Bread Fortification Capitalizes on Health Trends

Today, consumers want more from their food. Beyond convenience, freshness and great taste and texture, a rising number of people are looking for better-for-you options, including baked goods, with high nutrient content. The fortification of baked goods therefore offers a clear opportunity for brands in the baking industry to differentiate their offering and create on-trend, nutritious products that meet consumer expectations.

Already there before the COVID-19 pandemic, consumers’ attraction to health and well-being in food and beverages has accelerated since, with a focus on immunity. And the trend is broader than just physical health – it’s all about mental health, mood, and well-being. Consumers learned that what they eat naturally reflects on how their health is.

The ingredients specialists we reached out to for this feature agree that it is impossible not to see the turbulence of 2020 continuing to influence bakery choices this year. Key trends that we see impacting the sector include the continuation of comfort eating, the move towards snacking that supports consumers looking to balance indulgence, health and energy levels and an increasing demand for transparent labels.


Judith van Peij, innovation manager baking, DSM Food Specialties explains that there are a number of considerations for manufacturers when fortifying baked goods, including the interaction between micronutrients and the rheological and sensory properties of products. While adding nutritional ingredients, such as omega-3s and vitamins, to baked goods does not typically change the rheological profile of applications, recipe adjustments like water correction may be advised in some cases where ingredients are added in powder form. 

“The fortification process also presents a range of sensory challenges for producers, depending on the nutrients used. For example, vitamin D fortification has no impact on the flavor and mouthfeel of baked goods, but omega-3 oils available on the market may cause fishy off-flavor notes that can impact the sensory profile of applications due to processing and interaction with other ingredients. Moreover, fatty acids and vitamins can lose potency during production or across shelf life, and some nutritional ingredients, like vitamin D, are sensitive to light exposure and may lose potency during heating,” she points out.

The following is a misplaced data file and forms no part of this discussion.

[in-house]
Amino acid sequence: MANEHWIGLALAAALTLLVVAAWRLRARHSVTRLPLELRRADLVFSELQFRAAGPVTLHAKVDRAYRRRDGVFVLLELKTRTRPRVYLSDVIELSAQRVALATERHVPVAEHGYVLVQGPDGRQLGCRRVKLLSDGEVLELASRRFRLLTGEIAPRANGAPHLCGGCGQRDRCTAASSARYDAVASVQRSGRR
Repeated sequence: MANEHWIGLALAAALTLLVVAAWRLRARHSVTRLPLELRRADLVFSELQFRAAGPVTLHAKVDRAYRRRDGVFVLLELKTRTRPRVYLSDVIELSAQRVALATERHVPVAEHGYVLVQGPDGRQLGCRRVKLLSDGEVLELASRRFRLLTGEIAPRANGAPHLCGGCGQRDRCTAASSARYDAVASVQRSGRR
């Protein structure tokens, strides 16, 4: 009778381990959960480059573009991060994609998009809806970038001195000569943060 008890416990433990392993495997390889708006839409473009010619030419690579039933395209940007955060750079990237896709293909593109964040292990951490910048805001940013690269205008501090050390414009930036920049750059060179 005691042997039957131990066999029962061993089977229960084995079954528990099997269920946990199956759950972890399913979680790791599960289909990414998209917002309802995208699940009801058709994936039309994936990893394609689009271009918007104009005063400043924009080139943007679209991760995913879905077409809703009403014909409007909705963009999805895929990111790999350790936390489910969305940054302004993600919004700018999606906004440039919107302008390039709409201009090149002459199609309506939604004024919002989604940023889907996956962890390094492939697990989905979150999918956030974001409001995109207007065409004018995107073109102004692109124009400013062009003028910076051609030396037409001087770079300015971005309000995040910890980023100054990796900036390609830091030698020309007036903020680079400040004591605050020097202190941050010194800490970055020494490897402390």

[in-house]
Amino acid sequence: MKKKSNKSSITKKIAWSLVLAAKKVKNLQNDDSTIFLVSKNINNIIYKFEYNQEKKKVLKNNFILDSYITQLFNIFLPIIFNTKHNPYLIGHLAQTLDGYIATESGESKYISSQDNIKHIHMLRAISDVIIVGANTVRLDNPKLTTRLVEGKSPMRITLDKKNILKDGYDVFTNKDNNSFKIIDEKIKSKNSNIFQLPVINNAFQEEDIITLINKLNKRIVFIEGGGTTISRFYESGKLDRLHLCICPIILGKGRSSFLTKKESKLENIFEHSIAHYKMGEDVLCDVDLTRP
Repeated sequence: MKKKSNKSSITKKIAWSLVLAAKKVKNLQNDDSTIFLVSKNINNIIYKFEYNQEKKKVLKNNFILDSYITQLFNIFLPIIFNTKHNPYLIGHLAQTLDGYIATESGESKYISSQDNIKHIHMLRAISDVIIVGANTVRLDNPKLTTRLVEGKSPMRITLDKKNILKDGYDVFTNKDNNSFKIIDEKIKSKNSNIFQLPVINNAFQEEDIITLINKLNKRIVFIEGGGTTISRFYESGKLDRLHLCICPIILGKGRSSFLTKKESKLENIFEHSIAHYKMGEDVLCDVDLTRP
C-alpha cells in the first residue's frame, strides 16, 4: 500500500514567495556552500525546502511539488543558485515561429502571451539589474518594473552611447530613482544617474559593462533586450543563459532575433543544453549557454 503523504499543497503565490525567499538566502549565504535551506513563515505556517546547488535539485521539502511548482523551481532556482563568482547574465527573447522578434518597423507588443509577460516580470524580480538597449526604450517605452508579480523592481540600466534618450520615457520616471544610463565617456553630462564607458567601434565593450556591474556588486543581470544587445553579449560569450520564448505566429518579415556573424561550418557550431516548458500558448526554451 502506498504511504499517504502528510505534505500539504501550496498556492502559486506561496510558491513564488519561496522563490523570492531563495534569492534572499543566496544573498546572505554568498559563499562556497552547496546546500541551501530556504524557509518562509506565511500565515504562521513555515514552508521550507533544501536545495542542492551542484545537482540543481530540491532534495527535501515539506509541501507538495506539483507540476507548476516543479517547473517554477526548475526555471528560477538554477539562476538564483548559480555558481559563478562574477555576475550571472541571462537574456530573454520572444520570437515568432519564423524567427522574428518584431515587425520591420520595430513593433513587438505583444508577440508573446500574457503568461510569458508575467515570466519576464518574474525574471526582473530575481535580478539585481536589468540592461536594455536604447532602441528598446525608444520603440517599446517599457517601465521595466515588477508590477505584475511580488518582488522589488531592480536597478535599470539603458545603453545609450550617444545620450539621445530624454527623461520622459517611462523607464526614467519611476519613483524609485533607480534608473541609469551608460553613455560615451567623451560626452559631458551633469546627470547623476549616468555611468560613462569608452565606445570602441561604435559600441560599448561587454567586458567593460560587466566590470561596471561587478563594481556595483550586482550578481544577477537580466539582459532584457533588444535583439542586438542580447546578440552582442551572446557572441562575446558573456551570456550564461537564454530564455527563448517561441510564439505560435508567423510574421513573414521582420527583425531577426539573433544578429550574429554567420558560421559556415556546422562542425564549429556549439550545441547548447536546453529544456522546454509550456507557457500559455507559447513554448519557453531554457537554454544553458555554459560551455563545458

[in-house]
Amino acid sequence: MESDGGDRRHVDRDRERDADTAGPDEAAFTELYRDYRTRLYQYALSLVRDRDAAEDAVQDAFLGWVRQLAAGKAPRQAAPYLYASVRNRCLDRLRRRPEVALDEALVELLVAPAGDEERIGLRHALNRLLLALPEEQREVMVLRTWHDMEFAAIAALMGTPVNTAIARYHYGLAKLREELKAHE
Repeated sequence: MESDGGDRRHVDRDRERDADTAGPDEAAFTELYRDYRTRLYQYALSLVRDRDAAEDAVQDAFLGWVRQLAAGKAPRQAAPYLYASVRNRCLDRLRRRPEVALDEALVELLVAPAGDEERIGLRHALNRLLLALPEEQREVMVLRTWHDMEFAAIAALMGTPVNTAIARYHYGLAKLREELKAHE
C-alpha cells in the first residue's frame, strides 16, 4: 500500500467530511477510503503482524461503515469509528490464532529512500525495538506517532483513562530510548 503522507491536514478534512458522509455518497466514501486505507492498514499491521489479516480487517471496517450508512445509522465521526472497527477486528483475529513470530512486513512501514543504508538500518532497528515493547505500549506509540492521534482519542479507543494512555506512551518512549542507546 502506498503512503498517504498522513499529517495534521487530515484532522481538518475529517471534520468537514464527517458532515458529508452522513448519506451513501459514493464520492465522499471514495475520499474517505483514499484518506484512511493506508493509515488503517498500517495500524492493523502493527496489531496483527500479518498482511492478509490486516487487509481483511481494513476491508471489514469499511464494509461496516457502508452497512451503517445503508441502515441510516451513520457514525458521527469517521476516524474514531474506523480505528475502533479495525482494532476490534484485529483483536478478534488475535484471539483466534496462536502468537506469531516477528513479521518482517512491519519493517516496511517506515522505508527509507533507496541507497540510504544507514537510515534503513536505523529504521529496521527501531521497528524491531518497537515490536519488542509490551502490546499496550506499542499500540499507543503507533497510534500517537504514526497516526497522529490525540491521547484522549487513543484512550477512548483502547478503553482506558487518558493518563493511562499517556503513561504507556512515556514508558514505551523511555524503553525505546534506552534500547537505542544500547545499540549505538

According to the same source, the latest ingredient technologies in this space — including DSM’s fish oil-derived MEG-3®, algae-sourced life’s™ OMEGA omega-3 solutions, Dry Vitamin D3 100 CWS/AM and vitamin premixes — can help brands overcome these obstacles to formulate consumer-centric, nutrient-enriched baked goods. Available in oil and powder formats, these solutions have no significant impact on taste, texture or appearance, even when used in combination with other ingredients. They have also been shown to have good heat and process stability, meaning they can withstand mixing and maintain efficacy during production and across products’ shelf lives. This helps manufacturers achieve the requirements for adding nutritional claims to product labels. 

An ingredients producer whose portfolio includes a wide variety of plant-based texturates and legume-based protein flours is Good Mills. Jürgen Senneka, head of product development & application and Jutta Schock, head of marketing at GoodMills Innovation GmbH, shared with us how their products can support consumers follow an adequate protein diet to achieve their fitness and health goals.

“Providing a huge variety of fiber-packed grain ingredients, we can cover the whole range of baked goods – from bread to pastry. When it comes to boosting the immune system, our GOOD Fibers 10+1 high-fiber compound is especially relevant – and it even allows for EU health claims related to the immune system and intestinal health, when used in sufficient quantities.